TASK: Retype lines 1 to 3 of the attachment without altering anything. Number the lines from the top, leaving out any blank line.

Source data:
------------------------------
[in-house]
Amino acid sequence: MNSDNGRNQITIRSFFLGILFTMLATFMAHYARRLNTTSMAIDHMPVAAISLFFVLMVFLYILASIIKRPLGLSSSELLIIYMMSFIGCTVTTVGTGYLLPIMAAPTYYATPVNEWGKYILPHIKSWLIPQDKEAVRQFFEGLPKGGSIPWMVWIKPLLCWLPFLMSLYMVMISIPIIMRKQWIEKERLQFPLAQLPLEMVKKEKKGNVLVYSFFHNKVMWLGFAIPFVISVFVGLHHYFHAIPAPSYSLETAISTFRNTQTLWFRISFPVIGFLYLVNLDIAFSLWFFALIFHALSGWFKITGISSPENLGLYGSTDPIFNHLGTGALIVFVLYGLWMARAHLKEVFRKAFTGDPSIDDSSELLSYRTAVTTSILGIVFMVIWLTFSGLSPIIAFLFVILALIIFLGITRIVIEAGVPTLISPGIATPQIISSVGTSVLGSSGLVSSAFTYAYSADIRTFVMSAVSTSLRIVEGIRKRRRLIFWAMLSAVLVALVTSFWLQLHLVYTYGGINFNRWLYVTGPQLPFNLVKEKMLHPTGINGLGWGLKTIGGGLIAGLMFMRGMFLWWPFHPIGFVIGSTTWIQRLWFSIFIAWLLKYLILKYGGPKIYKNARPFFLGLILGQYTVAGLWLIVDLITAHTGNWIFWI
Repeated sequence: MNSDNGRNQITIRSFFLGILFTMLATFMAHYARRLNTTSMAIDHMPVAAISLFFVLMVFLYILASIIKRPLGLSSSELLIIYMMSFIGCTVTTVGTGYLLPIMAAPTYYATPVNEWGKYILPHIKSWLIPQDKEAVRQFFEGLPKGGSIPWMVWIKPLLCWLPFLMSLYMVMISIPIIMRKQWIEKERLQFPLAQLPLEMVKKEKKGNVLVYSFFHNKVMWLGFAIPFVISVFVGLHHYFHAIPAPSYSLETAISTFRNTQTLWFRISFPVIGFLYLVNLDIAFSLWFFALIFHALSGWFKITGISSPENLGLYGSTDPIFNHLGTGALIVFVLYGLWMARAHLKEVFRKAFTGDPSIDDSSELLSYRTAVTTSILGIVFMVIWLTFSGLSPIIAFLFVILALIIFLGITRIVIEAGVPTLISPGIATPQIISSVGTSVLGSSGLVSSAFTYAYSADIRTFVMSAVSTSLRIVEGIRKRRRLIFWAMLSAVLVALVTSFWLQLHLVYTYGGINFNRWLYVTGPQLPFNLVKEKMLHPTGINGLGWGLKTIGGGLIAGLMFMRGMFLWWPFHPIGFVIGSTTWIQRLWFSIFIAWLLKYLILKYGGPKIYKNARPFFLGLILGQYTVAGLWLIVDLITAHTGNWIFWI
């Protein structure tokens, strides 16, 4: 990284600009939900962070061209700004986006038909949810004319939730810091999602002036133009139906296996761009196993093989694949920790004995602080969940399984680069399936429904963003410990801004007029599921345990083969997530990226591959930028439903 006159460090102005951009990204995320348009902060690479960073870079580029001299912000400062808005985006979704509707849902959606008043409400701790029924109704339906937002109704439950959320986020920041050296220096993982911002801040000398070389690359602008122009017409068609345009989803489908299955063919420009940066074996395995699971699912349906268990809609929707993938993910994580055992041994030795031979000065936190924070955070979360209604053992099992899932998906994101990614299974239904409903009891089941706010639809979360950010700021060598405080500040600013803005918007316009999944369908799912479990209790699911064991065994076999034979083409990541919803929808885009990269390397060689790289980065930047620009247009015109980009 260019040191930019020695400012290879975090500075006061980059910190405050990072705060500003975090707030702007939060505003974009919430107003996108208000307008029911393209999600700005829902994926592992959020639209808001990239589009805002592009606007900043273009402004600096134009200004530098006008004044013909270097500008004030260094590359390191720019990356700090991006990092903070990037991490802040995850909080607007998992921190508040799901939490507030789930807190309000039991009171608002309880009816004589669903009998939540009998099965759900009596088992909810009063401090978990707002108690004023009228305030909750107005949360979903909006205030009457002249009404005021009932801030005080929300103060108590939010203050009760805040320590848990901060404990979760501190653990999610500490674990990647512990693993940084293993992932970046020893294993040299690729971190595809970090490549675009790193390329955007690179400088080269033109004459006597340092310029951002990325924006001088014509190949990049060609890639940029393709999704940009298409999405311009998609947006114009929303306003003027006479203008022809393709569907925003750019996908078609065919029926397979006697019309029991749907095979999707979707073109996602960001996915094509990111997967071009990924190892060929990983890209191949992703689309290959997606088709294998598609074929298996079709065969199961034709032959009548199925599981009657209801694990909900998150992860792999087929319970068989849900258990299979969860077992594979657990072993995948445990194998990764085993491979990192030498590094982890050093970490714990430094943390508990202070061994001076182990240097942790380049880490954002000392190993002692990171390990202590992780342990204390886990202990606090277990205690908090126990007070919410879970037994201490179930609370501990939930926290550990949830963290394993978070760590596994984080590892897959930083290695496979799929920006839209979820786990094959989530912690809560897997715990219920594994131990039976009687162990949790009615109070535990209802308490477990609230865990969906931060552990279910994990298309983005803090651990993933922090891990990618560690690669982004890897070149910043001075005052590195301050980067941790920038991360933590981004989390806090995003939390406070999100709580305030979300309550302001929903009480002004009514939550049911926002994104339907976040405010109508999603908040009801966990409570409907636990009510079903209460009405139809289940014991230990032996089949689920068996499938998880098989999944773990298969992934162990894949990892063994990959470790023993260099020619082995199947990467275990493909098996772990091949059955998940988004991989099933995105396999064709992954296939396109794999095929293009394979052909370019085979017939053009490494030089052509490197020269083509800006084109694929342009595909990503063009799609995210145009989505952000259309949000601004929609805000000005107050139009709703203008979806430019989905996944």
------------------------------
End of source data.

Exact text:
[in-house]
Amino acid sequence: MNSDNGRNQITIRSFFLGILFTMLATFMAHYARRLNTTSMAIDHMPVAAISLFFVLMVFLYILASIIKRPLGLSSSELLIIYMMSFIGCTVTTVGTGYLLPIMAAPTYYATPVNEWGKYILPHIKSWLIPQDKEAVRQFFEGLPKGGSIPWMVWIKPLLCWLPFLMSLYMVMISIPIIMRKQWIEKERLQFPLAQLPLEMVKKEKKGNVLVYSFFHNKVMWLGFAIPFVISVFVGLHHYFHAIPAPSYSLETAISTFRNTQTLWFRISFPVIGFLYLVNLDIAFSLWFFALIFHALSGWFKITGISSPENLGLYGSTDPIFNHLGTGALIVFVLYGLWMARAHLKEVFRKAFTGDPSIDDSSELLSYRTAVTTSILGIVFMVIWLTFSGLSPIIAFLFVILALIIFLGITRIVIEAGVPTLISPGIATPQIISSVGTSVLGSSGLVSSAFTYAYSADIRTFVMSAVSTSLRIVEGIRKRRRLIFWAMLSAVLVALVTSFWLQLHLVYTYGGINFNRWLYVTGPQLPFNLVKEKMLHPTGINGLGWGLKTIGGGLIAGLMFMRGMFLWWPFHPIGFVIGSTTWIQRLWFSIFIAWLLKYLILKYGGPKIYKNARPFFLGLILGQYTVAGLWLIVDLITAHTGNWIFWI
Repeated sequence: MNSDNGRNQITIRSFFLGILFTMLATFMAHYARRLNTTSMAIDHMPVAAISLFFVLMVFLYILASIIKRPLGLSSSELLIIYMMSFIGCTVTTVGTGYLLPIMAAPTYYATPVNEWGKYILPHIKSWLIPQDKEAVRQFFEGLPKGGSIPWMVWIKPLLCWLPFLMSLYMVMISIPIIMRKQWIEKERLQFPLAQLPLEMVKKEKKGNVLVYSFFHNKVMWLGFAIPFVISVFVGLHHYFHAIPAPSYSLETAISTFRNTQTLWFRISFPVIGFLYLVNLDIAFSLWFFALIFHALSGWFKITGISSPENLGLYGSTDPIFNHLGTGALIVFVLYGLWMARAHLKEVFRKAFTGDPSIDDSSELLSYRTAVTTSILGIVFMVIWLTFSGLSPIIAFLFVILALIIFLGITRIVIEAGVPTLISPGIATPQIISSVGTSVLGSSGLVSSAFTYAYSADIRTFVMSAVSTSLRIVEGIRKRRRLIFWAMLSAVLVALVTSFWLQLHLVYTYGGINFNRWLYVTGPQLPFNLVKEKMLHPTGINGLGWGLKTIGGGLIAGLMFMRGMFLWWPFHPIGFVIGSTTWIQRLWFSIFIAWLLKYLILKYGGPKIYKNARPFFLGLILGQYTVAGLWLIVDLITAHTGNWIFWI